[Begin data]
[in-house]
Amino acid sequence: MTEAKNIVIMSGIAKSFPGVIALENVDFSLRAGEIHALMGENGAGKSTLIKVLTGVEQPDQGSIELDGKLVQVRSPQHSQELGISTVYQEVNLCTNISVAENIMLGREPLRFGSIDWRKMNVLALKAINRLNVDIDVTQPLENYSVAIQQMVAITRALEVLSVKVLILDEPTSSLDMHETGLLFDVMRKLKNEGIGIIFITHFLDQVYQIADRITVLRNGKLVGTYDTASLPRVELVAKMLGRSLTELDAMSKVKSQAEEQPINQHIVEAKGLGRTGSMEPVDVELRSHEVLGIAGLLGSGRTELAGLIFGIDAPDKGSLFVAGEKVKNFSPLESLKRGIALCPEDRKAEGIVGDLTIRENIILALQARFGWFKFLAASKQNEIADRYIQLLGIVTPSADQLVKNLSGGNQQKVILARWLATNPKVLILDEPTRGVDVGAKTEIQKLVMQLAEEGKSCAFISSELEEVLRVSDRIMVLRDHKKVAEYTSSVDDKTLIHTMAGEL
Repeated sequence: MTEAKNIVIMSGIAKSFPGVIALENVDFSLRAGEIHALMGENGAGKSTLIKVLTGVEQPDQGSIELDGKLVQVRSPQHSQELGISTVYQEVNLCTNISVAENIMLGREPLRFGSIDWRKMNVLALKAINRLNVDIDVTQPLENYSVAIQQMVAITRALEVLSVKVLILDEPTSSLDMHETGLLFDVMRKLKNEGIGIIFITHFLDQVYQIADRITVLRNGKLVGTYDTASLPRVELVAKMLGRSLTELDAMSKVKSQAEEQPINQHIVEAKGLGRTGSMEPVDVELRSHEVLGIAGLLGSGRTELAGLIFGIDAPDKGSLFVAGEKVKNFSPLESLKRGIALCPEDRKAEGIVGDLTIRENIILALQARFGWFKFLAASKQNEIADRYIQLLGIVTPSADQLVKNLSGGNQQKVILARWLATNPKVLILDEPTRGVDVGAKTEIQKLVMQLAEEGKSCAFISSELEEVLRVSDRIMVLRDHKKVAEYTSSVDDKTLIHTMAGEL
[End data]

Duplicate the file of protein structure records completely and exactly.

[in-house]
Amino acid sequence: MTEAKNIVIMSGIAKSFPGVIALENVDFSLRAGEIHALMGENGAGKSTLIKVLTGVEQPDQGSIELDGKLVQVRSPQHSQELGISTVYQEVNLCTNISVAENIMLGREPLRFGSIDWRKMNVLALKAINRLNVDIDVTQPLENYSVAIQQMVAITRALEVLSVKVLILDEPTSSLDMHETGLLFDVMRKLKNEGIGIIFITHFLDQVYQIADRITVLRNGKLVGTYDTASLPRVELVAKMLGRSLTELDAMSKVKSQAEEQPINQHIVEAKGLGRTGSMEPVDVELRSHEVLGIAGLLGSGRTELAGLIFGIDAPDKGSLFVAGEKVKNFSPLESLKRGIALCPEDRKAEGIVGDLTIRENIILALQARFGWFKFLAASKQNEIADRYIQLLGIVTPSADQLVKNLSGGNQQKVILARWLATNPKVLILDEPTRGVDVGAKTEIQKLVMQLAEEGKSCAFISSELEEVLRVSDRIMVLRDHKKVAEYTSSVDDKTLIHTMAGEL
Repeated sequence: MTEAKNIVIMSGIAKSFPGVIALENVDFSLRAGEIHALMGENGAGKSTLIKVLTGVEQPDQGSIELDGKLVQVRSPQHSQELGISTVYQEVNLCTNISVAENIMLGREPLRFGSIDWRKMNVLALKAINRLNVDIDVTQPLENYSVAIQQMVAITRALEVLSVKVLILDEPTSSLDMHETGLLFDVMRKLKNEGIGIIFITHFLDQVYQIADRITVLRNGKLVGTYDTASLPRVELVAKMLGRSLTELDAMSKVKSQAEEQPINQHIVEAKGLGRTGSMEPVDVELRSHEVLGIAGLLGSGRTELAGLIFGIDAPDKGSLFVAGEKVKNFSPLESLKRGIALCPEDRKAEGIVGDLTIRENIILALQARFGWFKFLAASKQNEIADRYIQLLGIVTPSADQLVKNLSGGNQQKVILARWLATNPKVLILDEPTRGVDVGAKTEIQKLVMQLAEEGKSCAFISSELEEVLRVSDRIMVLRDHKKVAEYTSSVDDKTLIHTMAGEL